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These colorized photos give a different perspective on the American Frontier …

Alex A
Illinois 71st Infantry in 1862
Illinois 71st Infantry in 1862

Imagine the American frontier, it was in black and  white vision, right?- Now try to imagine it in color. But, you don’t have to because Matt Loughrey from My Colorful Past already did and he has done an outstanding work of more than 50 hours to colorize some iconic image from the Wild West.

Wisconsin girl in 1900 by Sumner Matteon.

We are always psyched when we stumble upon a colorized set because we love the thrill in reimagining the past with color perspective. Lucky for us, there are people like Loughrey who also love colorized photos, but unlike us, he knows how to make them.

Colorization was always something I wanted to teach myself and a good place to start was the photograph collection at my family home. I took to colorizing a photograph of my late Grandmother Josephine and that’s where it began.   Matt Loughrey told us in a recent interview.

c. 1885/ Original photo source  National Portrait Gallery, Smithsonian Institution, /Colorized by Matt Loughrey


General George Crook c.a 1875 /Original photo source/Colorized by Matt Loughrey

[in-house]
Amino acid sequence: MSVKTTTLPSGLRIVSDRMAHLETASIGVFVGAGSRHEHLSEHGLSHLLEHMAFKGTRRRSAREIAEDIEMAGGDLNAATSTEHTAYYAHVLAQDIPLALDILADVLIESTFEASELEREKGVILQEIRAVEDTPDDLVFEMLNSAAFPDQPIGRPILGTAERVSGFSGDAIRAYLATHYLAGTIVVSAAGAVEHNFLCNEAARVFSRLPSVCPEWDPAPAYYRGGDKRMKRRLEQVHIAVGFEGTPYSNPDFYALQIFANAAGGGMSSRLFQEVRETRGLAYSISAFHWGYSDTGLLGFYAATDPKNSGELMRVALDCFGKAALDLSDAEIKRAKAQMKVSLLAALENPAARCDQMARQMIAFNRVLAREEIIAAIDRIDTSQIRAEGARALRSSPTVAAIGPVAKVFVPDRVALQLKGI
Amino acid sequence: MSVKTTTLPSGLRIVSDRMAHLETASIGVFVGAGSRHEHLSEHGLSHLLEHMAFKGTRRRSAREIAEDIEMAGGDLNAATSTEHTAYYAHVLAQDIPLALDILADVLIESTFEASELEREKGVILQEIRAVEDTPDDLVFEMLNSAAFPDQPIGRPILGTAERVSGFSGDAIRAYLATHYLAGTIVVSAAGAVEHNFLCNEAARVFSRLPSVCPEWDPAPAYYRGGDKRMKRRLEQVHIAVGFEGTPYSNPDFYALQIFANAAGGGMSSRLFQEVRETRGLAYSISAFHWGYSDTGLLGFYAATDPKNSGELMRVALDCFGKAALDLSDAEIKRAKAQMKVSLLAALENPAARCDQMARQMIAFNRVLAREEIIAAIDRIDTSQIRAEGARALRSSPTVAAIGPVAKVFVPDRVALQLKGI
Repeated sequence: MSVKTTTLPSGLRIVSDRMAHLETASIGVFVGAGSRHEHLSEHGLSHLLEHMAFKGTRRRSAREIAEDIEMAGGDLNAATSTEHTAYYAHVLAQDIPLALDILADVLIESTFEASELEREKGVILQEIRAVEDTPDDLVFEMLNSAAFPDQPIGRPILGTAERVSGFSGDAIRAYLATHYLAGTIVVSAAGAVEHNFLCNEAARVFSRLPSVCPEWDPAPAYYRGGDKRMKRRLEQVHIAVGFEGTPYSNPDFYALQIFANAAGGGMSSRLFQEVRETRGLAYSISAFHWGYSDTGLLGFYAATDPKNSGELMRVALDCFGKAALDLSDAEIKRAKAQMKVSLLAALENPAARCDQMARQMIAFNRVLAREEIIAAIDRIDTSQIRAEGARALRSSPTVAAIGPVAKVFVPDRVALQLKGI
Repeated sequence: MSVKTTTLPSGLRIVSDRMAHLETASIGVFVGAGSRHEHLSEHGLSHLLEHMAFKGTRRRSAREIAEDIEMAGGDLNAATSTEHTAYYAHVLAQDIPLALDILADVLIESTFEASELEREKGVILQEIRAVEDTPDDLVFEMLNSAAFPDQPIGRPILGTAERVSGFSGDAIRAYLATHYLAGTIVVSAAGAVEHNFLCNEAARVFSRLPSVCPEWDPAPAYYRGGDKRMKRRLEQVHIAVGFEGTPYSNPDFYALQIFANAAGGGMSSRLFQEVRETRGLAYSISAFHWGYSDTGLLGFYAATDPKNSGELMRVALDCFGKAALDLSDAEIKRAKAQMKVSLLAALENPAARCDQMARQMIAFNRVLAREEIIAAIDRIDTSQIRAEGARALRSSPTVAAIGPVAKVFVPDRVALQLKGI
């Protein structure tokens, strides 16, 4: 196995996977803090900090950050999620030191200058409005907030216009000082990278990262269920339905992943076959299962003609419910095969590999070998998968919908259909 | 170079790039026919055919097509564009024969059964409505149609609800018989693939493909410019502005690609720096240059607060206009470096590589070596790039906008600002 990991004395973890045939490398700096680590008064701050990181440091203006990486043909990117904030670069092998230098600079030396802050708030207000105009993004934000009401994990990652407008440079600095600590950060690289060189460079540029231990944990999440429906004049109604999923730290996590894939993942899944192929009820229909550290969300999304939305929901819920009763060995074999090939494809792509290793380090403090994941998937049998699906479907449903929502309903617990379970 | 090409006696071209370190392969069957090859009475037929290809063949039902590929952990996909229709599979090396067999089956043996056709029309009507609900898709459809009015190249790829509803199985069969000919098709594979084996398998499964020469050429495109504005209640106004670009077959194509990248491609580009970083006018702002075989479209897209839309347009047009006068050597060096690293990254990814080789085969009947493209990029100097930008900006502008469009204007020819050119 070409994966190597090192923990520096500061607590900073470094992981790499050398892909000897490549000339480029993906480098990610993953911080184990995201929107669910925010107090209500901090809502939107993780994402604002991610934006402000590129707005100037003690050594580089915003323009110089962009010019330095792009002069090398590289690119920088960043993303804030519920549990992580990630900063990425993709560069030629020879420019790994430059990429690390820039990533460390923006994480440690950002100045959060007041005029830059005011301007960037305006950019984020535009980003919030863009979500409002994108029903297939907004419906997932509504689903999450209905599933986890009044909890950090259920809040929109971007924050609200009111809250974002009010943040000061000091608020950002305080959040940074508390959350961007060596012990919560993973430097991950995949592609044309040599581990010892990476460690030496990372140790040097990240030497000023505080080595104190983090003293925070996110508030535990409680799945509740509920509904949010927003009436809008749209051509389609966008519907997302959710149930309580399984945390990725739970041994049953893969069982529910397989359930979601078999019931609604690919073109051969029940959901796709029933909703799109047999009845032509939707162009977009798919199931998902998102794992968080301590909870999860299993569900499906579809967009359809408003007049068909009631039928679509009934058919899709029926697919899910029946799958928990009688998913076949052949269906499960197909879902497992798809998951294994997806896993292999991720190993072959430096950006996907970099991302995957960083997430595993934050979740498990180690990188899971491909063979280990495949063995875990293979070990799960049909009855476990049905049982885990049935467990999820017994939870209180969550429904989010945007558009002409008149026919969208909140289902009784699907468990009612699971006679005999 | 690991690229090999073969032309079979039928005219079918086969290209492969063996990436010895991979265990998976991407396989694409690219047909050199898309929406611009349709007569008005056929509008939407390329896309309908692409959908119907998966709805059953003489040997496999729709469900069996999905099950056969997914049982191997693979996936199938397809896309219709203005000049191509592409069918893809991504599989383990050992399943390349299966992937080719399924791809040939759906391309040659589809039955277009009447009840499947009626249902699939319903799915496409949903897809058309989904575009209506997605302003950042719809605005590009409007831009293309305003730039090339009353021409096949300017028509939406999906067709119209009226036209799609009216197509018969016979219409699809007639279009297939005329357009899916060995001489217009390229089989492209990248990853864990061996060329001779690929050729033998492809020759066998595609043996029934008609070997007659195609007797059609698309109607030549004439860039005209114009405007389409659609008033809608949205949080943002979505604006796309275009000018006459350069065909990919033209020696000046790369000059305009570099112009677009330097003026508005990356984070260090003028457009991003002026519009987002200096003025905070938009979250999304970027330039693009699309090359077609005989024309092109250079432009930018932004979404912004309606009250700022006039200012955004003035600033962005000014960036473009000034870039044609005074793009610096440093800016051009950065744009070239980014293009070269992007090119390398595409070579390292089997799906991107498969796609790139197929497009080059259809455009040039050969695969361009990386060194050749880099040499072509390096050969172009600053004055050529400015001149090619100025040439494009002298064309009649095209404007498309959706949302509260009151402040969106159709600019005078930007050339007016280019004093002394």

General Sherman with Generals Howard, Logan, Hazen, Davis, Slocum, and Mower, photographed by Mathew Brady, May 1865/Original photo source/Colorized by Matt Loughrey

It is especially exciting to take a peek into this specific corner of the past from a color perspective since we read so many books and see so many black and white photos of the American Frontier  that is surely exciting to reimagine this long forgotten era from another perspective.

James Garfield in 1861/ Original photo source/ Colorized by Matt Loughrey

”Images of conflict and hardship invoke a response that’s measurable. In the human sense, conflict appears to shape history. Photography in itself is a modern format and around the Civil War period it was in its infancy, methods were being pioneered in order to document visually and Civil War photographs are a testament to that fact. Frontier life presents a romance with land, escapism, trial and hardships, all are the essence of adventure. Coloring frontier history is like journeying to the time, I thoroughly enjoy that experience.For a short while, I am the only person on the planet that is seeing these individuals in color. It’s somewhat spooky”. explained Loughrey.

William ‘Buffalo Bill’ Cody Original photo source: Smithsonian/Colorized by Matt Loughrey
William Tecumseh Sherman c.a 1860’s.Original photo source/Colorized by Matt Loughrey

”There is no doubt that the process takes a form of patience, but out of this comes a new appreciation. I find I ask a lot of questions about myself as opposed to the individuals I colorize. It’s arguably quite a therapeutic process. There is also a factor of great respect when you are working on commission pieces for individuals, essentially you are looking at family members of the past, friends, and loved ones. You have to do it justice and the feedback to date from clients is rewarding”.

Wisconsin girl in 1900 by Sumner Matteon. Original photo source/Colorized by Matt Loughrey